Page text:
Diabetes-related eye complications are common. If left untreated, they lead to the deterioration of vision and, ultimately, blindness. There are two eye diseases that result from diabetic microvascular complications: diabetic retinopathy and macular oedema.
Diabetic retinopathy is caused by damage to the small blood vessels of the retina in the back of the eye. The small vessels can be damaged by high blood glucose and high blood pressure.
The main stages of diabetic retinopathy are:
- non-proliferative – background diabetic retinopathy, characterized by the development of occasional small blisters (microaneurysms) caused by enlarged capillaries and small haemorrhages on the surface of the retina. Moderately severe to very severe non-proliferative diabetic retinopathy is also known as pre-proliferative diabetic retinopathy.
- proliferative – symptoms of which include: blurred or double vision; reduced vision; and dark or floating spots.
In the non-proliferative stages, abnormal blood vessel permeability results in the leaking of water, blood cells, proteins and fats into the surrounding retinal tissue. At this stage, diabetic retinopathy is usually without symptoms unless accompanied by diabetic macular oedema.
People progress from pre-proliferative to proliferative diabetic retinopathy when new blood vessels grow from, and across, the retina in response to lack of oxygen delivered by the original vessels. This is called neovascularisation. However, these new vessels are very weak and are even more likely to break and bleed into the clear gel (the vitreous) that fills the back cavity of the eye, blocking vision. Scar tissue may also form near the retina, detaching it from the back of the eye and resulting in blindness.
Diabetic macular oedema
This is a common complication associated with diabetic retinopathy. It corresponds to a swelling in the macula, one of the areas of the retina. When some of the small blood vessels in the retina become blocked, the surrounding ones dilate to compensate for this. The dilated vessels are generally leaky and fluid builds up in the macula, which in turn causes the macula to swell and cease to function. It is the most common cause of visual impairment in patients with non-proliferative retinopathy. Loss of vision can occur suddenly and treatment is not as successful.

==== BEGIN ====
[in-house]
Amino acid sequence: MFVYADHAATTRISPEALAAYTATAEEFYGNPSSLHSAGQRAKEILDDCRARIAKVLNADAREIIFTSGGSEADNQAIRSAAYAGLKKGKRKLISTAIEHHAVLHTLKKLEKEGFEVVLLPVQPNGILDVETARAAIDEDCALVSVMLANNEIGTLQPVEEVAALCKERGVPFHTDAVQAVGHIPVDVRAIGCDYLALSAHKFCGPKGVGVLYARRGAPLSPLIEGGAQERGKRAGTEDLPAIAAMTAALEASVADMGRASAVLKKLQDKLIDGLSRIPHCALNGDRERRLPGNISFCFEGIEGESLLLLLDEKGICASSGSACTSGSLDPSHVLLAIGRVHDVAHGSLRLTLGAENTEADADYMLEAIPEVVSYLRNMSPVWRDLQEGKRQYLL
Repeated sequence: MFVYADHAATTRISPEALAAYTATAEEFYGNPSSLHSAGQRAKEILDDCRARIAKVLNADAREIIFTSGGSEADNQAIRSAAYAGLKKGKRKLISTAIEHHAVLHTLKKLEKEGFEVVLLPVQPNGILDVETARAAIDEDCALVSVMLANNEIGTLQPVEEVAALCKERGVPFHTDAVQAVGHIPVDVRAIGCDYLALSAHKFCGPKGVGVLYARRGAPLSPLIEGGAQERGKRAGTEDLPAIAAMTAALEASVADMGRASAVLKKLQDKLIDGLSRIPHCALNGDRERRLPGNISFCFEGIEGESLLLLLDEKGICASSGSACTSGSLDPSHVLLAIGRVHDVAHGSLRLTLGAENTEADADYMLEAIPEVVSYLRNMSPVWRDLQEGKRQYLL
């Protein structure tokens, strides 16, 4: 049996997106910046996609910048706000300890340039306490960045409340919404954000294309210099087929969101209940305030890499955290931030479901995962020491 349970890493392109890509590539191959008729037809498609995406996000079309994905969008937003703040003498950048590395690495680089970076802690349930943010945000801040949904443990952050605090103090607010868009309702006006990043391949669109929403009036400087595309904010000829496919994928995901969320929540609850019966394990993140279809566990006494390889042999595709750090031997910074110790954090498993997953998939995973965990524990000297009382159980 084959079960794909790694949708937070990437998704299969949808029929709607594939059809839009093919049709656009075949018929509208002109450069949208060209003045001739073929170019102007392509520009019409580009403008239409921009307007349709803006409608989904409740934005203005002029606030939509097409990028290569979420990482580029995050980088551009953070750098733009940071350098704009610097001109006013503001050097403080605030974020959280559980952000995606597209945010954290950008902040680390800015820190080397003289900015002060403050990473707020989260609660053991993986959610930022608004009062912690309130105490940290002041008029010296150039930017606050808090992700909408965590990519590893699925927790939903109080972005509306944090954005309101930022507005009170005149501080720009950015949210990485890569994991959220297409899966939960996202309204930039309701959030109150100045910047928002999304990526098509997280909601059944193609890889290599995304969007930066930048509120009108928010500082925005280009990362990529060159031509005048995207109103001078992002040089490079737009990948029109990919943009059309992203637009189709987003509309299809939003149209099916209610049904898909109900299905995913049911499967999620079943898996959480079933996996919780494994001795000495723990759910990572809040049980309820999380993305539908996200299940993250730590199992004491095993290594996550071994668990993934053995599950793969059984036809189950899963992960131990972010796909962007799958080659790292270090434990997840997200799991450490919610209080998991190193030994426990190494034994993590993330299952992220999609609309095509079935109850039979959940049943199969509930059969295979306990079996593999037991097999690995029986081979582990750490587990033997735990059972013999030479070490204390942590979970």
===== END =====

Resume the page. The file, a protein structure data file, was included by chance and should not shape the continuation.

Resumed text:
There is no pharmaceutical therapy available at present that stops the progression of diabetic retinopathy by treating the underlying process of microvascular damage.
Current treatment options (generally reserved for late stage pre-proliferative and proliferative diabetic retinopathy and sight-threatening diabetic macular oedema) include two different forms of laser surgery:
- pan-retinal photocoagulation for diabetic retinopathy.
- focal photocoagulation for diabetic macular oedema.
Laser therapy seals the leaking blood vessels in the macula, slowing the swelling that causes impaired vision.This procedure does not improve blurred vision but it can prevent it from worsening. While laser surgery can usually prevent vision from deteriorating, in most cases it cannot restore vision that has already been lost.
- Diabetic retinopathy is the leading cause of vision loss in adults of working age (20 to 65 years) in industrialised countries. It is estimated that more than 2.5 million people worldwide are affected by it.
- 74 percent of people who have diabetes for 10 years or more will develop some form of diabetic retinopathy.
- Approximately 14 per cent of people with diabetes have diabetic macular oedema and prevalence increases to 29 per cent for people with diabetes who use insulin for more than 20 years.
- Left untreated, 25 per cent of people with diabetic macular oedema will develop moderate vision loss within three years.
- Estimates of the rate of annual eye exams vary greatly by country and study, but the rate of screening is generally fairly low (from 40 to 65 percent).
Worldwide guidelines recommend annual screenings ideally with a dilated eye exam from an optometrist for people with diabetes.